For the last 10 months, nearly 60 undergraduate engineering students from the KJ Somaiya College of Engineering have been toiling to build the perfect open-wheeled race car. The group, titled ORION Racing India (ORI) has been competing at the Formula SAE (Society of Automotive Engineers) student design competition for the last six years. After juggling their regular studies with research, conceptualising, developing and manufacturing a super-efficient racing car, they finally unveiled their creation ARION 2012 on Tuesday.
Burn the road up
Built on a budget of R17 lakhs (funded by sponsors), the racing car boasts of a lightweight carbon fiber body, which makes it faster and can reach speeds ranging from 0 to 100 km per hour in just 4.4 seconds.
in the Cost Report Section of the competition section in 2010. This year, they hope to make it to the final rounds of the competition that will be held in August in Germany. Apart from ORI, two more teams from India will also compete at the Formula SAE competition. Nigel Pinto (21), a third year mechanical engineering student and member of the core team that built the racing car, says, “ORI was started by undergraduate students who were bored and wanted to study beyond the curriculum. This became a yearly project which culminated in the Formula SAE.”
Earlier, the team had grappled with a short budget due to lack of sponsorship and had created innovations including a prototype made using 150 cc autorickshaw engines. But this year, thanks to sound financial backing due to sponsors they have focused on intensive testing of the car.
“From March, we have been testing the racing car on the track; this helped us figure the elements that have been over or under-designed. That should, hopefully, make a lot of difference in the competition. We have also used rapid manufacturing techniques to develop this vehicle, which is a relatively unknown concept. Plus, as compared to last year’s racing car which weighed 268 kilo, ARION 2012 weighs just 240 kilo,” adds Pinto.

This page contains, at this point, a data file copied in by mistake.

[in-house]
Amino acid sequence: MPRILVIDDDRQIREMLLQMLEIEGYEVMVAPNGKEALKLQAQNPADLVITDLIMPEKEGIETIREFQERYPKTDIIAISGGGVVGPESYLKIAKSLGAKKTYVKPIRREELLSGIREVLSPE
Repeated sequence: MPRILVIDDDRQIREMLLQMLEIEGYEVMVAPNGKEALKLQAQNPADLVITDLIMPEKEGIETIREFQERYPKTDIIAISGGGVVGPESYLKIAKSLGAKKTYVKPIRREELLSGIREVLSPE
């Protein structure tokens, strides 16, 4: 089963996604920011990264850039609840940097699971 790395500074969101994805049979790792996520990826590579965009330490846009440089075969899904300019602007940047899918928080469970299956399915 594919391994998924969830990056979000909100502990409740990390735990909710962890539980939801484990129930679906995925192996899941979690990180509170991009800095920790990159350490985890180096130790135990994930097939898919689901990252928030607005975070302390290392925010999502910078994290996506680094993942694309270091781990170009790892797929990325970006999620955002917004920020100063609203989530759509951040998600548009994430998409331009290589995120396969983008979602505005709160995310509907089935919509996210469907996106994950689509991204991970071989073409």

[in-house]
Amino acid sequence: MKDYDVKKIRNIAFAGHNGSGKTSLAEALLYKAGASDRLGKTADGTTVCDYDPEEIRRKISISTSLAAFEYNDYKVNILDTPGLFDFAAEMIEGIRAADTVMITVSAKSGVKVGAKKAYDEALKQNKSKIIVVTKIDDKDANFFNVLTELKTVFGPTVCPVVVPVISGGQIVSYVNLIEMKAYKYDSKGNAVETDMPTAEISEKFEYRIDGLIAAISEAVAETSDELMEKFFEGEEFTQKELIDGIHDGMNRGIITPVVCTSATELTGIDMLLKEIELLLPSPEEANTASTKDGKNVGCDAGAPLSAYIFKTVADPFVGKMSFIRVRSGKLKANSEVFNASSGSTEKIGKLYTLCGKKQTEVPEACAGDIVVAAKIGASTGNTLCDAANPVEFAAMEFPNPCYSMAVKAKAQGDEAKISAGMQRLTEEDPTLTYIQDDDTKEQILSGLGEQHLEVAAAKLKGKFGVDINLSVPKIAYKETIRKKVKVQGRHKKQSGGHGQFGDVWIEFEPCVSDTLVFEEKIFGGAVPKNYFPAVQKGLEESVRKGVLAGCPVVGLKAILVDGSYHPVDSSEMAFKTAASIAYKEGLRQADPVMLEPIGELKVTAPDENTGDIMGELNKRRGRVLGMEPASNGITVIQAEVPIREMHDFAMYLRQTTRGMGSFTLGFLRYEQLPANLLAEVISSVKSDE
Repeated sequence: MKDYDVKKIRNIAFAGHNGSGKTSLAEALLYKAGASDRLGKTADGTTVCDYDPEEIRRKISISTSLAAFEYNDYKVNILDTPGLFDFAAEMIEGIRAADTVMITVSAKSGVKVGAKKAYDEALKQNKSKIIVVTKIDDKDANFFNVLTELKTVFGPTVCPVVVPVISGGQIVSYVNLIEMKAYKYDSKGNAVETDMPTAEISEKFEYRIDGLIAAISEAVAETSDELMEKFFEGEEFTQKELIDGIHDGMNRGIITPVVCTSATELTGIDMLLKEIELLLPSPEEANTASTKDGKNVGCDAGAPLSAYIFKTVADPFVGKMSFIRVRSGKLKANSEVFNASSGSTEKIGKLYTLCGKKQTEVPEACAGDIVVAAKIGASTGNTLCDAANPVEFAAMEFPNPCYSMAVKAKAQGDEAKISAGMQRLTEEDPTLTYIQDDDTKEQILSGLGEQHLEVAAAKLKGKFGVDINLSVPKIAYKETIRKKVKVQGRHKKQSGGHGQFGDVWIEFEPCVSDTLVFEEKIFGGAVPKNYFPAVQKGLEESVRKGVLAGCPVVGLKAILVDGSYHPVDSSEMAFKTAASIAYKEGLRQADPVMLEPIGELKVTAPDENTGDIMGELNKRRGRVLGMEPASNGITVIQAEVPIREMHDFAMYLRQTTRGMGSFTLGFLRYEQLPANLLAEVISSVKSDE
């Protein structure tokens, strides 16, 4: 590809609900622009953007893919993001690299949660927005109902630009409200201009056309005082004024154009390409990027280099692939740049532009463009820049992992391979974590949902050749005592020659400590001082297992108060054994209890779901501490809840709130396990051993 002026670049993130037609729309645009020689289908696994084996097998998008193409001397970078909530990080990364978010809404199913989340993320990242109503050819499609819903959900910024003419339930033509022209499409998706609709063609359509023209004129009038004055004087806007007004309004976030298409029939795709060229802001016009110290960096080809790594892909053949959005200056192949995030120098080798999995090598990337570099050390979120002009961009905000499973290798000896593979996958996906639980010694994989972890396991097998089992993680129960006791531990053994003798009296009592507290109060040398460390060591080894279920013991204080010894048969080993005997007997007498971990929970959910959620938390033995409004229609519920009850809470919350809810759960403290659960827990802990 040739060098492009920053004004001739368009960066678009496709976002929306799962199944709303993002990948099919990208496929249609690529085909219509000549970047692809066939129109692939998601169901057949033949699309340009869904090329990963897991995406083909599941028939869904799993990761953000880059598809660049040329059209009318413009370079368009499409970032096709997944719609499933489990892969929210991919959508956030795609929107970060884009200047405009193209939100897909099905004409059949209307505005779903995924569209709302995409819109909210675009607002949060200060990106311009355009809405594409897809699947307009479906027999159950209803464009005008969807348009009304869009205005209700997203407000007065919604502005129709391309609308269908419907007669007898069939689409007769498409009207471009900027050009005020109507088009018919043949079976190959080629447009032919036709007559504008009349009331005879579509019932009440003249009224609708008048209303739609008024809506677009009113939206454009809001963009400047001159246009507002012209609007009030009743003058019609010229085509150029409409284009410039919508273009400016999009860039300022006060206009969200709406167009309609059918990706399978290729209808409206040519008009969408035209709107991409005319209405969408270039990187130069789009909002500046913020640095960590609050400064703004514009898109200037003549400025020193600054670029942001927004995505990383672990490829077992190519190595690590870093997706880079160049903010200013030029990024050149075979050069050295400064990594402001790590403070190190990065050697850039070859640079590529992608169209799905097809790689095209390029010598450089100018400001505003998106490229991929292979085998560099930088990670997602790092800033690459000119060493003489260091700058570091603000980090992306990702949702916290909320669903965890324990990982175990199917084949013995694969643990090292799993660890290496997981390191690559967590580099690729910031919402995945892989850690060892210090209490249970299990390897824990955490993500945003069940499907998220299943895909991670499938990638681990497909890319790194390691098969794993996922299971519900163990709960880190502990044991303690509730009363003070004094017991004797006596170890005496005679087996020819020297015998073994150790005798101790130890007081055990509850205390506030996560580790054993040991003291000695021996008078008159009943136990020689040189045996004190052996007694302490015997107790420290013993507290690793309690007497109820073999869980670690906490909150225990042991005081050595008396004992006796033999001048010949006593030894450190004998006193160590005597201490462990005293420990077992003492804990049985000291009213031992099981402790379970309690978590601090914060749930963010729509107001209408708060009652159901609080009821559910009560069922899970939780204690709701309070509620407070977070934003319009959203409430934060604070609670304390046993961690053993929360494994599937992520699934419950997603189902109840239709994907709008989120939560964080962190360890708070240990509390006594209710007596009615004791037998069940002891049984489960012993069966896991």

Team work road map
While 60 team members have worked on the racing car, the core team of 20 people will be heading to Germany for the competition. While developing racing cars may not be part of the curriculum or fetch the students extra marks, its passion that keeps the students going. “Often, we would work all night at the workshop. The college has been very supportive and they have been flexible with our schedules which enabled us to work on this project,” adds Pinto.
To develop the prototype, the students went about work in a methodical manner. The ORI team included mechanical and electronic engineering students and while the design aspect was handled by the final year students, second and third year students assisted them and first year students worked as volunteers. “Formula SAE gives us a global platform where we get to interact with teams from other countries. It helps put our name on a global map and gives us exposure beyond what is taught in class,” states Pinto, who has been to two Formula SAE competitions so far.
He recalls the challenges: “Often, we lack in technical aspects as we are one of the few undergraduate teams. We end up competing with Masters level students globally, which is tough. But we make up with our hard work and determination.”
Did you know?
Sae is considered to be the world’s largest engineering design competition and there are around 44 countries participating internationally along with India including students from the USA, Germany, Netherlands, Australia, Hungary, Italy, France and South Africa. Participants are tested on the basis of a mock marketing competition where they have to convince the judges (which includes top manufacturing companies) to invest in their car, a design challenge, a driving challenge (the students have to drive the car) and a Cost Report challenge where they have to justify the budget and resources used to develop the car.
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